Steam train to the rescue

Steam shows superiority to diesel and electric. Old technology triumphs over modern.

by Michael Smith (Veshengro)

When during the cold snap in London and the Home Counties in December 2009 the electric trains too and from Kent ceases to work leaving hundreds of commuters stranded in London it was a train pulled by a steam locomotive that rescued a large number of them and got them home.

The train was on an excursion trip and is owned and operated by the A1 Steam locomotive Trust who have rebuilt the locomotive, a Tornado, and when they chanced into Victoria Station on that evening and seeing all the stranded commuters space was made available on the train for them and they were invited on board with a “jump on, we take you home” message.

The “Tornado” locomotive, the first new main line steam locomotive to be built in Britain for almost 50 years, defied the arctic weather on Monday, December 21, 2009 and hauled two of only a handful of trains operating in the county of Kent.

The new Peppercorn class A1 Pacific's 1940s technology was able to withstand the snow and ice that brought much of Southern England to a standstill and hauled ‘The Cathedrals Express’ from London Victoria to Dover and back. On the second trip Tornado was able to rescue around 100 commuters who had been left stranded by more ‘modern’ trains, dropping them off at stations en-route.

While the “Tornado” steam locomotive was able to perform perfectly all electric trains were not. Due to the ice and snow they could not make contact with the electrical connectors.

At the same time six trains of the Eurostar service which uses the Channel Tunnel also failed miserably and broke down due to moisture caused by temperature changes leaving people stranded do hours on end, some of them in the tunnel itself.

The new £3m Peppercorn class A1 pacific steam locomotive was built over almost 20 years by The A1 Steam Locomotive Trust, a registered charity, at its Darlington Locomotive Works. Frequently headlined in the national and international press and on TV and radio, No. 60163 Tornado was the subject of a BBC documentary ‘Absolutely Chuffed: The Men Who Built a Steam Engine’ broadcast on Christmas Eve on BBC2 last year and now available from the Trust on DVD. The locomotive was officially named Tornado by HRH The Prince of Wales and The Duchess of Cornwall in February of this year and has since entered regular service on excursion trains on the Network Rail main line.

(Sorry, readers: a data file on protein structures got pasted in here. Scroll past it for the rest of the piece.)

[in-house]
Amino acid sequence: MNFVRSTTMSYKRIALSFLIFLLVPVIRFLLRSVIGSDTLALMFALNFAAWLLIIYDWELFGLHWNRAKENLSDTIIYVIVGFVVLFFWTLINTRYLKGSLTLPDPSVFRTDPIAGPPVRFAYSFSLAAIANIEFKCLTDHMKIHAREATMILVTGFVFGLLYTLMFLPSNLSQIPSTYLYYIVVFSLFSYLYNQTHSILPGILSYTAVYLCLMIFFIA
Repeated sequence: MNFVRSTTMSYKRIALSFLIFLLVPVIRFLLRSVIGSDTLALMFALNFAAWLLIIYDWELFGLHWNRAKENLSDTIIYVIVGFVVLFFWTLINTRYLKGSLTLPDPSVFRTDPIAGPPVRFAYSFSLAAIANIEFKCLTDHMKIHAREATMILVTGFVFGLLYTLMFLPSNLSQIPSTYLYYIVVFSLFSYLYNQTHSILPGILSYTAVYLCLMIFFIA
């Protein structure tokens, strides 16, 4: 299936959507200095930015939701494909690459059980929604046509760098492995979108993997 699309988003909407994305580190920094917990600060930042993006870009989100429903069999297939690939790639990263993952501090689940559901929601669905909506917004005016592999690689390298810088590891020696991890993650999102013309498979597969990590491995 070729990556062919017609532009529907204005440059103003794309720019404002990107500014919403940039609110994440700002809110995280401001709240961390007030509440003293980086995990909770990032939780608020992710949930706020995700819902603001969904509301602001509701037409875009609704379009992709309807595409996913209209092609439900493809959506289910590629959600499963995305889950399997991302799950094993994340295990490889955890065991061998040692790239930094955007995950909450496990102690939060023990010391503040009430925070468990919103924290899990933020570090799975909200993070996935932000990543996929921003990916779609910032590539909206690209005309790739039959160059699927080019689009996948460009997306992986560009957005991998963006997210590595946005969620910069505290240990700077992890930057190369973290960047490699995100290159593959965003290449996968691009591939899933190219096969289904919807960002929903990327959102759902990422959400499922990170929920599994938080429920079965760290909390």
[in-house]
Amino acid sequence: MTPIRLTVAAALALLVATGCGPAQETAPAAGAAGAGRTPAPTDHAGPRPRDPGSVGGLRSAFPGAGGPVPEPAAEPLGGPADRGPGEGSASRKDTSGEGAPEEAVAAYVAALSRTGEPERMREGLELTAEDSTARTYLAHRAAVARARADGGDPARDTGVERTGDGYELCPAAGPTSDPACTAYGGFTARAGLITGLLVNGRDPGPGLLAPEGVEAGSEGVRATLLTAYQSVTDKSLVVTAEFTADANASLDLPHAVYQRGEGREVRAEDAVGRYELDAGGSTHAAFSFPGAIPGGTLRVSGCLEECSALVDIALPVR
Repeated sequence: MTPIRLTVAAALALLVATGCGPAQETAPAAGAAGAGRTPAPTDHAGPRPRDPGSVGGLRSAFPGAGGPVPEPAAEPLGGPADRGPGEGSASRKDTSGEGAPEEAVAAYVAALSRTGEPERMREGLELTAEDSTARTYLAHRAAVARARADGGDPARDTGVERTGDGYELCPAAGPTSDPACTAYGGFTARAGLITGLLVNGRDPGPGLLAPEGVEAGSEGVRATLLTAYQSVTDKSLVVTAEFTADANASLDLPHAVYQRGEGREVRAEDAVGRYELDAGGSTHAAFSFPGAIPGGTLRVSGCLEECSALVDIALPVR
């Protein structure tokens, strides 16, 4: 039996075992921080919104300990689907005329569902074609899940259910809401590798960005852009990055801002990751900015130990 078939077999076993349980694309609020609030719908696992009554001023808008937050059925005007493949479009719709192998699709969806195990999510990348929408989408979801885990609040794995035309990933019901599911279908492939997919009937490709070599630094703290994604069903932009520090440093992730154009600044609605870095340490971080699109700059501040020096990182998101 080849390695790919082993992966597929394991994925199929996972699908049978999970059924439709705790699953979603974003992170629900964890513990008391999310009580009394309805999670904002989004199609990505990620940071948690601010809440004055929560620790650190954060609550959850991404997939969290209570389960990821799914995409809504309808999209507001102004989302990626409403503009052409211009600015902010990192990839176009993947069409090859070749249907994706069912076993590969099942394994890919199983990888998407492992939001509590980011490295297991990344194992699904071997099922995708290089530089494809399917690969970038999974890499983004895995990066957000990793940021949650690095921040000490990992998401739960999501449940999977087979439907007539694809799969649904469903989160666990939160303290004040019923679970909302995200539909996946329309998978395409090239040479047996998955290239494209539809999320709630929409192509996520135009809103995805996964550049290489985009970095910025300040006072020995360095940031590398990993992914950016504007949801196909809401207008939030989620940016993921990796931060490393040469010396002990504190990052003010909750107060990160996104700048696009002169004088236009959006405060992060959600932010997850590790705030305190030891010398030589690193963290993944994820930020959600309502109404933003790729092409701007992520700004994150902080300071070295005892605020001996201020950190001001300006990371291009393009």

Mark Allatt, chairman of The A1 Steam Locomotive Trust, commented as regards the rescue of the stranded passengers that those Cathedrals Expresses were Tornado’s last main line trains of her first year of operations.

Not only, he said, are the Trust delighted that she was able to brave the arctic weather to haul two of the few trains to run in Kent on that day but also that the Trust are very pleased to have been able to help some of London’s stranded commuters to get home in style.

While coal may not be the greatest and greenest way to power a train (anymore) there might be other ways that steam trains could, once again, prove much more useful and reliable than the modern locomotives.

It should also be possible to create steam turbine locomotives, fired by gas, for instance, and I mean here gas as in methane and such from sewage and landfill, though using biomass could also be a feasibility.

The more we see of some modern technologies and their failures the more it appear to me that it might be a good idea to have a look at some of the old technologies, once again, and the reliability of steam trains over the more modern ones proves this, I think.

© 2009